SANFORD, Fla. (AP) — Despite a clamoring by some for a conviction against George Zimmerman, jurors acquitted the former neighborhood watch leader of all charges, leaving many Americans to wonder how the justice system allowed him to walk away from the fatal shooting of Trayvon Martin.
Part of the answer is found in the 27-page jury instructions on two matters: justifiable use of deadly force and reasonable doubt. Jurors were told Zimmerman was allowed to use deadly force when he shot Martin not only if he faced actually faced death or bodily harm, but also if he merely thought he did.
Reasonable doubt can come from conflicting evidence and testimony, which jurors heard plenty of over nearly three weeks.
Some Martin family supporters may never understand the gap between the legal basis for the jury's acquittal and what they perceived as the proper outcome: Zimmerman's conviction for either second-degree murder or manslaughter.
"There is a difference between the law and what people think is fundamentally justice," said Barbara Arnwine, president and executive director of the Lawyers' Committee for Civil Rights Under Law, a Washington-based civil rights group.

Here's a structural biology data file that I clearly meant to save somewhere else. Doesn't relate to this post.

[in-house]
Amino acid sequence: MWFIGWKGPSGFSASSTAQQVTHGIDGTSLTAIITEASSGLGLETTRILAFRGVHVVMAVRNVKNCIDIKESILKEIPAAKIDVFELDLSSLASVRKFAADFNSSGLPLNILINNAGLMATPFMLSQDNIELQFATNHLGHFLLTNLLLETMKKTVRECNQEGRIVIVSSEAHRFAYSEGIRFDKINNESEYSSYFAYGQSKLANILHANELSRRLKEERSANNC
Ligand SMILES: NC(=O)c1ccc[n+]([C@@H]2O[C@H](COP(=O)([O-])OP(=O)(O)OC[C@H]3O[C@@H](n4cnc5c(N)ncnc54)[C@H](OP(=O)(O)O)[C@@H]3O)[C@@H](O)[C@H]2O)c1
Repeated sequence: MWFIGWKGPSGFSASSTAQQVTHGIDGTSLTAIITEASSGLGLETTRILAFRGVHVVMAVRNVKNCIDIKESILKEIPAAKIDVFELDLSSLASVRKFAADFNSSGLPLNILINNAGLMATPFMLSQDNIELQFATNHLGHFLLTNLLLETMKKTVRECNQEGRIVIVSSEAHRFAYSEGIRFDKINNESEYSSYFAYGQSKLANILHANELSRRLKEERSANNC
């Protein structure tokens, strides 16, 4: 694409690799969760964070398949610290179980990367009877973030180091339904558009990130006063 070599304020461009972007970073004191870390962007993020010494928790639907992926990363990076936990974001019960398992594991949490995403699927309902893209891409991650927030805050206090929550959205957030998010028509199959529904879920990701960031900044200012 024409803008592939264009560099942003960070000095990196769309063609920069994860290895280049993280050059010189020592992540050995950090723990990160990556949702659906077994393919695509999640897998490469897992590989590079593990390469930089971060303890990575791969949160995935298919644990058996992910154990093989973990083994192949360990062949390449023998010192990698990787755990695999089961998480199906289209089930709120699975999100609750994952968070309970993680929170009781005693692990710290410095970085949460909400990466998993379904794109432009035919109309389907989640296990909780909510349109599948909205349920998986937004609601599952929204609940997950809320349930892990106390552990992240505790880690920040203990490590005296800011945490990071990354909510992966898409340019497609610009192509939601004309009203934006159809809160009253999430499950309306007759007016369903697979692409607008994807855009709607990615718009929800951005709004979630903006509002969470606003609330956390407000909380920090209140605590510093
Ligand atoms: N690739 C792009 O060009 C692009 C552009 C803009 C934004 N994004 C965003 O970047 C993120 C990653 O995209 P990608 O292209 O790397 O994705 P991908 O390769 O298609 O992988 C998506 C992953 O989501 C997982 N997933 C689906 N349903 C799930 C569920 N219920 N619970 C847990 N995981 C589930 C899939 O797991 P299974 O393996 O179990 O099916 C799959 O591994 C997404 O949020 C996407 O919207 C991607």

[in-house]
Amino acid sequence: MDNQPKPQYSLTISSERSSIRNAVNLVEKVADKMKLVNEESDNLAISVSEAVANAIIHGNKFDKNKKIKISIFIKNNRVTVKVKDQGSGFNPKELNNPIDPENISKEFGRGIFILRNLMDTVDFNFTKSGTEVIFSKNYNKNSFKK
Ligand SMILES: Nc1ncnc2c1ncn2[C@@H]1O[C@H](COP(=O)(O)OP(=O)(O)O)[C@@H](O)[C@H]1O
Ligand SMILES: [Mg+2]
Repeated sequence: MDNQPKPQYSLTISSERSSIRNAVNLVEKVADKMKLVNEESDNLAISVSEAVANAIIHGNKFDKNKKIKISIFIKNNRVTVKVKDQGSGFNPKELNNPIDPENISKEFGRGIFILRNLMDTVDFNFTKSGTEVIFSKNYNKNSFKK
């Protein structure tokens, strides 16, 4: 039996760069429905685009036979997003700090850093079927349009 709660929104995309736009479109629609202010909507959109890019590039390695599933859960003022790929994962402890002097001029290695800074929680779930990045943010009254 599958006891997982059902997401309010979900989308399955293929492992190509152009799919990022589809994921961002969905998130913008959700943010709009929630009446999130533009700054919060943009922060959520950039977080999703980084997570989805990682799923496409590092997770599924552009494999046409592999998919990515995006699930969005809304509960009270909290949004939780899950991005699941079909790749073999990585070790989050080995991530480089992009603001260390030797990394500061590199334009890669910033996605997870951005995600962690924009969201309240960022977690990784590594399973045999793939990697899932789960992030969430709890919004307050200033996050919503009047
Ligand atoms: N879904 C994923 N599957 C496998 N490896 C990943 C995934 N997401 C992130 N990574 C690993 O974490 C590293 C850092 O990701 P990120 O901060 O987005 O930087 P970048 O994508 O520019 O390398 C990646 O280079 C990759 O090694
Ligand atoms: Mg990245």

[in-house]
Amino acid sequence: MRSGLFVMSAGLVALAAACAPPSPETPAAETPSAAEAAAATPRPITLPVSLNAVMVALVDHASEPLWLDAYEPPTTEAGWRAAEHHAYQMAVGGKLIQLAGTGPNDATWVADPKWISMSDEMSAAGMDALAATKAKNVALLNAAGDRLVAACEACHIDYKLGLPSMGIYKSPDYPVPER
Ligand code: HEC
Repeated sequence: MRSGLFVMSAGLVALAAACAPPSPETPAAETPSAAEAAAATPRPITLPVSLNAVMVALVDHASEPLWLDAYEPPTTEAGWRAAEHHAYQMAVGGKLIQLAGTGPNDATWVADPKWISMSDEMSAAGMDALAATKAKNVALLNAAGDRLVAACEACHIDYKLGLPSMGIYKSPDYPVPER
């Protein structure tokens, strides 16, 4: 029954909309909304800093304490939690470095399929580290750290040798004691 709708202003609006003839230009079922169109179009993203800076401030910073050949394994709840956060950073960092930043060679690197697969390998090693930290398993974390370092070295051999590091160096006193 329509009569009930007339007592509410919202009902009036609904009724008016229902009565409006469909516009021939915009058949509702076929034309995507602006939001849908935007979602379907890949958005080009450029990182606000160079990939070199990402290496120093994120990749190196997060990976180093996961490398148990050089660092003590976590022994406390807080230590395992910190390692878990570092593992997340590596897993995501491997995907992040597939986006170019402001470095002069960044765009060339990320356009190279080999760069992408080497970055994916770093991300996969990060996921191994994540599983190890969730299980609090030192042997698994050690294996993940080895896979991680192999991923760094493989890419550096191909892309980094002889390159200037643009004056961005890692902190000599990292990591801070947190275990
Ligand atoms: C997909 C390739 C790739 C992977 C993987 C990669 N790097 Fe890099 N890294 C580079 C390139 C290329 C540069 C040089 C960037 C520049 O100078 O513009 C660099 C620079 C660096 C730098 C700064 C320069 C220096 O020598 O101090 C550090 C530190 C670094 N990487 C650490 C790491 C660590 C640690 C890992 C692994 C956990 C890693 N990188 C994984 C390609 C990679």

Under Florida law, jurors were told to judge whether Zimmerman was justified in using deadly force by the circumstances he was under when he fired his gun. The instructions they were given said they should take into account the physical capabilities of both Zimmerman, 29, and Martin, 17. And if they had any reasonable doubt on whether Zimmerman was justified in using deadly force, they should find him not guilty.
"Beyond a reasonable doubt" is the highest standard of proof prosecutors face in American criminal courts. It means the jurors believe there is no other logical explanation for what happened than the defendant is guilty. If faced with two plausible explanations for what happened, jurors are supposed to acquit.